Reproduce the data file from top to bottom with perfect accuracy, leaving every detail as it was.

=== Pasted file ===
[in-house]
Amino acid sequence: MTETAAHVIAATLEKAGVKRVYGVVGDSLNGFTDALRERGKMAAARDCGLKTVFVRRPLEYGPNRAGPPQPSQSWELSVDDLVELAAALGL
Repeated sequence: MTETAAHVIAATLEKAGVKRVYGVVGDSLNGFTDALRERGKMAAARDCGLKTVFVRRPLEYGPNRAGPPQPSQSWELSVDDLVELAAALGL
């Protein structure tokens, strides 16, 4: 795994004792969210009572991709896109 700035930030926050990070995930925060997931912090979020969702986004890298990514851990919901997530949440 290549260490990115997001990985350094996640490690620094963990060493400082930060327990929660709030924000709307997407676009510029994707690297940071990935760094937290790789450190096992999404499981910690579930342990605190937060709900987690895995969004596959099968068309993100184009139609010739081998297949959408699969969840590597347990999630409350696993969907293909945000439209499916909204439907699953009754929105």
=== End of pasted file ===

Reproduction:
[in-house]
Amino acid sequence: MTETAAHVIAATLEKAGVKRVYGVVGDSLNGFTDALRERGKMAAARDCGLKTVFVRRPLEYGPNRAGPPQPSQSWELSVDDLVELAAALGL
Repeated sequence: MTETAAHVIAATLEKAGVKRVYGVVGDSLNGFTDALRERGKMAAARDCGLKTVFVRRPLEYGPNRAGPPQPSQSWELSVDDLVELAAALGL
């Protein structure tokens, strides 16, 4: 795994004792969210009572991709896109 700035930030926050990070995930925060997931912090979020969702986004890298990514851990919901997530949440 290549260490990115997001990985350094996640490690620094963990060493400082930060327990929660709030924000709307997407676009510029994707690297940071990935760094937290790789450190096992999404499981910690579930342990605190937060709900987690895995969004596959099968068309993100184009139609010739081998297949959408699969969840590597347990999630409350696993969907293909945000439209499916909204439907699953009754929105």